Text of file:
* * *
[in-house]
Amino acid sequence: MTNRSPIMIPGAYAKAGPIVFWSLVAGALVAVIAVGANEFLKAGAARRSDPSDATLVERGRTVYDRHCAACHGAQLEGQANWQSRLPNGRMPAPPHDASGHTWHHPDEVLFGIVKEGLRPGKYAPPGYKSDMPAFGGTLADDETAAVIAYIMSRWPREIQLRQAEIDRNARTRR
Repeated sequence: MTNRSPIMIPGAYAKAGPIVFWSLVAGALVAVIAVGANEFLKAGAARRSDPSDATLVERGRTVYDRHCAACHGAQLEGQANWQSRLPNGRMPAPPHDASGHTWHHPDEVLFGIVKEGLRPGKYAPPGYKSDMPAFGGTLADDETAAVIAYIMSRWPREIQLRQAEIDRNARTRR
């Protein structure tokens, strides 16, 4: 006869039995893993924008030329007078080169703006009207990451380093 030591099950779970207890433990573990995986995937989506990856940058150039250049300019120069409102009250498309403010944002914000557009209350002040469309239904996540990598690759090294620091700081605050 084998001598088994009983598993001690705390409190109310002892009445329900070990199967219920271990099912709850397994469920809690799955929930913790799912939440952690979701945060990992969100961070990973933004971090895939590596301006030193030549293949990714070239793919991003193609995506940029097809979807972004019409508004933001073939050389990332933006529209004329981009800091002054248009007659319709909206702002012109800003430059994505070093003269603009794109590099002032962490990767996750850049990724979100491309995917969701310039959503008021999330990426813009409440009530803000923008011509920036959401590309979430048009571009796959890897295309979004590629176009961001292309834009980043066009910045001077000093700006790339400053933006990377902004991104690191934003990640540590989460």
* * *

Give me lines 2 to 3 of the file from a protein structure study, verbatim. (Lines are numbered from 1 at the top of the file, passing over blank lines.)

Amino acid sequence: MTNRSPIMIPGAYAKAGPIVFWSLVAGALVAVIAVGANEFLKAGAARRSDPSDATLVERGRTVYDRHCAACHGAQLEGQANWQSRLPNGRMPAPPHDASGHTWHHPDEVLFGIVKEGLRPGKYAPPGYKSDMPAFGGTLADDETAAVIAYIMSRWPREIQLRQAEIDRNARTRR
Repeated sequence: MTNRSPIMIPGAYAKAGPIVFWSLVAGALVAVIAVGANEFLKAGAARRSDPSDATLVERGRTVYDRHCAACHGAQLEGQANWQSRLPNGRMPAPPHDASGHTWHHPDEVLFGIVKEGLRPGKYAPPGYKSDMPAFGGTLADDETAAVIAYIMSRWPREIQLRQAEIDRNARTRR